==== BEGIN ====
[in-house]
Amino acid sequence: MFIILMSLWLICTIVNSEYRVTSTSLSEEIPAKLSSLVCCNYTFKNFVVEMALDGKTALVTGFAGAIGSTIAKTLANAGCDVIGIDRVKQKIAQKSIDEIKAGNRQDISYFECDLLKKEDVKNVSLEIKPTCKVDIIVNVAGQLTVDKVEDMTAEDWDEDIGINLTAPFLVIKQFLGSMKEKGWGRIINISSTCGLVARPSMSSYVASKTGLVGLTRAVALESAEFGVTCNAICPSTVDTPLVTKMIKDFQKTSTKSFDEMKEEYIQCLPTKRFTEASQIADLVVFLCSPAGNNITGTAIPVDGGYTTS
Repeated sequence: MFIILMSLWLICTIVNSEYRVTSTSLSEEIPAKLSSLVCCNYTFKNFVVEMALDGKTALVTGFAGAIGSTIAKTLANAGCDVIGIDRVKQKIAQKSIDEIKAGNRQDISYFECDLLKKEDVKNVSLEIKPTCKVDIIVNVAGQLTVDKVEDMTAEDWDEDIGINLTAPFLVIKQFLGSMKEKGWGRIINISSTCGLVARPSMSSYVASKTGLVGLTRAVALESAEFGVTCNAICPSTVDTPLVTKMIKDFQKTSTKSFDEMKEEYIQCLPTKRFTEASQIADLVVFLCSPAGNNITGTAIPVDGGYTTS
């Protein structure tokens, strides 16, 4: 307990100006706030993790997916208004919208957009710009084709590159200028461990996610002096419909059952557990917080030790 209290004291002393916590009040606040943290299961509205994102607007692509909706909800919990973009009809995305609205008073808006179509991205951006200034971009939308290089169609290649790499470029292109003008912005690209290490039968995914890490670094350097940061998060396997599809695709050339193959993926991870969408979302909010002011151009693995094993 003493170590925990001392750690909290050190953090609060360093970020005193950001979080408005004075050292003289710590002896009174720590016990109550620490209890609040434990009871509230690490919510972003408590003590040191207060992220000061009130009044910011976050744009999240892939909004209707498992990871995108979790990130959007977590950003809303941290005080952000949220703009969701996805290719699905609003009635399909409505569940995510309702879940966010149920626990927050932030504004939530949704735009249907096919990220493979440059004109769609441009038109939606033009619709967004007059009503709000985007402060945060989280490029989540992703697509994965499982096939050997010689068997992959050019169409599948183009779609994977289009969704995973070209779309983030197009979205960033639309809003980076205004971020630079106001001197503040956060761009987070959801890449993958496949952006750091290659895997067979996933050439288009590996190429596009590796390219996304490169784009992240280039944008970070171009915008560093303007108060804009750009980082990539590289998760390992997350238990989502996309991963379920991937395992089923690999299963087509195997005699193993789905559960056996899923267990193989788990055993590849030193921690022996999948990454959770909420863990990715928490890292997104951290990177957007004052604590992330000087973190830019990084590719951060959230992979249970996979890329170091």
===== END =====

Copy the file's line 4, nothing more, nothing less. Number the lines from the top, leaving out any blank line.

């Protein structure tokens, strides 16, 4: 307990100006706030993790997916208004919208957009710009084709590159200028461990996610002096419909059952557990917080030790 209290004291002393916590009040606040943290299961509205994102607007692509909706909800919990973009009809995305609205008073808006179509991205951006200034971009939308290089169609290649790499470029292109003008912005690209290490039968995914890490670094350097940061998060396997599809695709050339193959993926991870969408979302909010002011151009693995094993 003493170590925990001392750690909290050190953090609060360093970020005193950001979080408005004075050292003289710590002896009174720590016990109550620490209890609040434990009871509230690490919510972003408590003590040191207060992220000061009130009044910011976050744009999240892939909004209707498992990871995108979790990130959007977590950003809303941290005080952000949220703009969701996805290719699905609003009635399909409505569940995510309702879940966010149920626990927050932030504004939530949704735009249907096919990220493979440059004109769609441009038109939606033009619709967004007059009503709000985007402060945060989280490029989540992703697509994965499982096939050997010689068997992959050019169409599948183009779609994977289009969704995973070209779309983030197009979205960033639309809003980076205004971020630079106001001197503040956060761009987070959801890449993958496949952006750091290659895997067979996933050439288009590996190429596009590796390219996304490169784009992240280039944008970070171009915008560093303007108060804009750009980082990539590289998760390992997350238990989502996309991963379920991937395992089923690999299963087509195997005699193993789905559960056996899923267990193989788990055993590849030193921690022996999948990454959770909420863990990715928490890292997104951290990177957007004052604590992330000087973190830019990084590719951060959230992979249970996979890329170091």